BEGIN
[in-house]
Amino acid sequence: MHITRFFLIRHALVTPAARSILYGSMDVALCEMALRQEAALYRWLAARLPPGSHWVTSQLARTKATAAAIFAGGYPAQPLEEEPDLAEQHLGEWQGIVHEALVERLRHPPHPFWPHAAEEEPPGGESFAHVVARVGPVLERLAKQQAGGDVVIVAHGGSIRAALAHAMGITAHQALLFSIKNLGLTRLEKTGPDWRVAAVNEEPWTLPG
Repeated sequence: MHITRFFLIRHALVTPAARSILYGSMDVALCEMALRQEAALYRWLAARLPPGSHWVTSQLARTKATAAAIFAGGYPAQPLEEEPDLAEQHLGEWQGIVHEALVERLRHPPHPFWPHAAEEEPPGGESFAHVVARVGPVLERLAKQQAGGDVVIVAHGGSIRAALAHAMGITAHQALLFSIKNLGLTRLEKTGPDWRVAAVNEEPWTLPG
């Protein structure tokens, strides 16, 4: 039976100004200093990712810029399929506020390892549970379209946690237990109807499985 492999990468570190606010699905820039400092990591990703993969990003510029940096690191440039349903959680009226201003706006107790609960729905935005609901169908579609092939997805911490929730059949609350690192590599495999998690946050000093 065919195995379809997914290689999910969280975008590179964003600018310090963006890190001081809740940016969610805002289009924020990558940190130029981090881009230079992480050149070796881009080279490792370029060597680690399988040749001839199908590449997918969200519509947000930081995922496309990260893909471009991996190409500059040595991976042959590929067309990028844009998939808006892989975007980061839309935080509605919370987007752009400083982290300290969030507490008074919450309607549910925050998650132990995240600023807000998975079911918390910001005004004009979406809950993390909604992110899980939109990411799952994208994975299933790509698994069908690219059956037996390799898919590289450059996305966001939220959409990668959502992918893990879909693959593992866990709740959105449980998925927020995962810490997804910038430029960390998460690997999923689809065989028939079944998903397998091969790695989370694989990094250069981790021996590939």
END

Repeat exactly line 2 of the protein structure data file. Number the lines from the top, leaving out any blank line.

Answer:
Amino acid sequence: MHITRFFLIRHALVTPAARSILYGSMDVALCEMALRQEAALYRWLAARLPPGSHWVTSQLARTKATAAAIFAGGYPAQPLEEEPDLAEQHLGEWQGIVHEALVERLRHPPHPFWPHAAEEEPPGGESFAHVVARVGPVLERLAKQQAGGDVVIVAHGGSIRAALAHAMGITAHQALLFSIKNLGLTRLEKTGPDWRVAAVNEEPWTLPG